Theories of outstanding, historically notable, leadership have traditionally emphasized charisma. Recent research, however, suggests that charisma may represent only one pathway to outstanding leadership. Outstanding leadership may also emerge from ideological and pragmatic leadership. In this article, we examine the conditions influencing the emergence and performance of charismatic, ideological, and pragmatic leaders. It is argued that different conditions operating at the environmental, organizational, group, and individual levels influence the emergence and performance of each of these three types of leaders. Implications for understanding the origins and impact of charismatic, ideological, and pragmatic leaders are discussed.
In their chapter, Mumford, Bedell-Avers, and Hunter (this volume) confront the nontrivial issue of whether creativity and innovation can be planned, and proceed to support an affirmative answer with a well-organized treatment of the applied research literature relevant to this topic. They outline and reference an incremental approach to this planning process at multiple levels of analysis (organization, group, and individual), and present both a state-of-the-art review and a general, normative approach to this daunting challenge. In reviewing this chapter, this commentary addresses what is worthwhile and important in their presentation that students of this field should find noteworthy. Next, it takes up the issue of what is underdeveloped or missing that would fit nicely into Mumford et al.'s framework, or might provide food for thought to those wanting to go forward with research on the topic of planning for innovation. Finally, it presents conclusions about this topic and the field in general that were stimulated by Mumford et al.'s chapter, including the role of information technology and knowledge management for innovation planning.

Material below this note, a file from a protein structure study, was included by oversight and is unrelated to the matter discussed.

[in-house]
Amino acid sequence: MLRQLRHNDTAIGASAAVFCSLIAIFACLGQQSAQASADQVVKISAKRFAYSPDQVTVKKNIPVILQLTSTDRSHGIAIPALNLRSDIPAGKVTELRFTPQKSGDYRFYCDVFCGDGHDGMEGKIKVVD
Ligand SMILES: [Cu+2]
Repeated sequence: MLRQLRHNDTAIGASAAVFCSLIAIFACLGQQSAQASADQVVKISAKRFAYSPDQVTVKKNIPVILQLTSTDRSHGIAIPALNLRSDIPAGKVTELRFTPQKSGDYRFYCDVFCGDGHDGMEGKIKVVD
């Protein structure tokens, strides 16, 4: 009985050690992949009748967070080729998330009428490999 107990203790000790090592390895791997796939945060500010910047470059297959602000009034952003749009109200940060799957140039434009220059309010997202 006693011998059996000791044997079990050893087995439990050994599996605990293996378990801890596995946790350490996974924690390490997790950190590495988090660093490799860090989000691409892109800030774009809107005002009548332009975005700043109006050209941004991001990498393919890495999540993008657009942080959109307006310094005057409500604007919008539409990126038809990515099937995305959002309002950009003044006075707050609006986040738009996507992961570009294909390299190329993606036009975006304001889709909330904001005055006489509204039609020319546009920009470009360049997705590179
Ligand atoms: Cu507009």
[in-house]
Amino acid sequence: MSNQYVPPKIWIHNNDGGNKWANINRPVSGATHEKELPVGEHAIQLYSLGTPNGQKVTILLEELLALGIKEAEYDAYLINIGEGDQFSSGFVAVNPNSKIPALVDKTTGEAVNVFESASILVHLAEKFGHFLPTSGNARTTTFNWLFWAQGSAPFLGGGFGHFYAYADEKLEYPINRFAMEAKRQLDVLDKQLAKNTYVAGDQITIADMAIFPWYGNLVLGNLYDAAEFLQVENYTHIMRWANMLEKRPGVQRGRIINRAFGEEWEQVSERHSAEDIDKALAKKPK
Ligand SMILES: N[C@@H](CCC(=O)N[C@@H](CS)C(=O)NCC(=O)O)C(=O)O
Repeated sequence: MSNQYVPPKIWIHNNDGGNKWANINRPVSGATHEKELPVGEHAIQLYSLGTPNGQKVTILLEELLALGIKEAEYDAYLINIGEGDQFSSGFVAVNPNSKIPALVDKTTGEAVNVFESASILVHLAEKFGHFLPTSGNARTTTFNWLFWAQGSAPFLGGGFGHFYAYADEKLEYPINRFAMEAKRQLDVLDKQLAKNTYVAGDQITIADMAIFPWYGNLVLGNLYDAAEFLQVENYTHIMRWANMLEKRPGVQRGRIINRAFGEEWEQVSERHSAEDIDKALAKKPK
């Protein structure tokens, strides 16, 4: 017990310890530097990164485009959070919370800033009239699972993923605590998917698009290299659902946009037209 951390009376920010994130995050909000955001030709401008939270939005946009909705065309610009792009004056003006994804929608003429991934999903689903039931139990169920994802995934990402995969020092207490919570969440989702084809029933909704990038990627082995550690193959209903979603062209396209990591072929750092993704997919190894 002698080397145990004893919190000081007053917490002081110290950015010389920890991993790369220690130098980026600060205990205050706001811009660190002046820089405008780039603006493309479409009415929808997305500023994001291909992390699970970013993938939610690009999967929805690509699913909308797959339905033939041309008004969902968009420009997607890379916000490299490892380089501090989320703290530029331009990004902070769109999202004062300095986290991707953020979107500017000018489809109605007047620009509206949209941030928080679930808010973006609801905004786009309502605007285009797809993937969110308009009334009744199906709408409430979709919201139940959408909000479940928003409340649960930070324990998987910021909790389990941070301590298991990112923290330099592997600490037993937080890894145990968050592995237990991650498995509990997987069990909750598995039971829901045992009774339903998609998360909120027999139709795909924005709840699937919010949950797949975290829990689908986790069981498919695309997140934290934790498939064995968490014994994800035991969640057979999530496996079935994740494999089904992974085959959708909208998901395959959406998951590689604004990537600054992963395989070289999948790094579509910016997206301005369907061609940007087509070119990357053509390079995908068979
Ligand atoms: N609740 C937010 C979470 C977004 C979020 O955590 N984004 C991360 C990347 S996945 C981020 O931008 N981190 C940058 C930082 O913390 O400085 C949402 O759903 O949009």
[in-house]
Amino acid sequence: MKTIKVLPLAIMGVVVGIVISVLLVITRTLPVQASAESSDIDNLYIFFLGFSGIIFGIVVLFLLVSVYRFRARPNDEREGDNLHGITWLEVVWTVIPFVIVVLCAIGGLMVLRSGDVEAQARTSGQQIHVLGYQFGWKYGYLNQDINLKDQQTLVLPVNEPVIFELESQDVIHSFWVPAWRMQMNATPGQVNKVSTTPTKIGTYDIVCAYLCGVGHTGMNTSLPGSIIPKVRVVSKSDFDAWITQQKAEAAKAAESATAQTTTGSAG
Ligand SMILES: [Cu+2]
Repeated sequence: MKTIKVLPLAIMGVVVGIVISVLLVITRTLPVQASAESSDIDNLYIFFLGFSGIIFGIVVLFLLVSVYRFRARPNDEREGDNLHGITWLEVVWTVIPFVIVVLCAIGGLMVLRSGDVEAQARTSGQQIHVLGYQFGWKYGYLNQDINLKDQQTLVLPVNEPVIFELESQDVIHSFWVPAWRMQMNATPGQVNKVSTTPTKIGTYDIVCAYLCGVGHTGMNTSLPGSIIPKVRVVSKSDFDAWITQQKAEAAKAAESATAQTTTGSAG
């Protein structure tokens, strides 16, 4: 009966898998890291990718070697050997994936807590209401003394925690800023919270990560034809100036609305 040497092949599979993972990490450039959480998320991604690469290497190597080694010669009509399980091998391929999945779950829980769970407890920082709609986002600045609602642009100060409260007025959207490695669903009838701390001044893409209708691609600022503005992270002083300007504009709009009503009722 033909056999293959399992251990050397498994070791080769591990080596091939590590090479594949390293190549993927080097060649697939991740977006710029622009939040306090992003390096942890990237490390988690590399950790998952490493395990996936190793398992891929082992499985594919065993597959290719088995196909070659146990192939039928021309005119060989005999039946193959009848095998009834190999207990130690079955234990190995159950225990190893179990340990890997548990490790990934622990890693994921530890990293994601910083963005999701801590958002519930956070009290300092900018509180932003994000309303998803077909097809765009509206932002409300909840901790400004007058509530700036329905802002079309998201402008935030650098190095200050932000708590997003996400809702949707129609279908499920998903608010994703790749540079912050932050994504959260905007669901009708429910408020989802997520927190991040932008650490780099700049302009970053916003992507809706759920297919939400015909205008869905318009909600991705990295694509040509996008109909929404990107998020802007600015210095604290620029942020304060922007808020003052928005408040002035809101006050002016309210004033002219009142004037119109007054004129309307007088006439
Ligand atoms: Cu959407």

“Multi-Level Issues in Creativity and Innovation” is Volume 7 of Research in Multi-Level Issues, an annual series that provides an outlet for the discussion of multi-level…
“Multi-Level Issues in Creativity and Innovation” is Volume 7 of Research in Multi-Level Issues, an annual series that provides an outlet for the discussion of multi-level problems and solutions across a variety of fields of study. Using a scientific debate format of a key scholarly essay followed by two commentaries and a rebuttal, we present, in this series, theoretical work, significant empirical studies, methodological developments, analytical techniques, and philosophical treatments to advance the field of multi-level studies, regardless of disciplinary perspective.
This chapter presents a contextual model of human resources management (HRM). The hallmarks of this model are that (1) the most advantageous HRM practices vary…
This chapter presents a contextual model of human resources management (HRM). The hallmarks of this model are that (1) the most advantageous HRM practices vary conditionally upon strategic considerations; (2) each organization has multiple substrategies within it, and each substrategy is aligned with a unique bundle of HRM practices; (3) within each organization, three substrategies are associated with three subsystems; and (4) in terms of contributing to sustainable competitive advantage, the innovation subsystem is the most valuable regardless of the organization in question.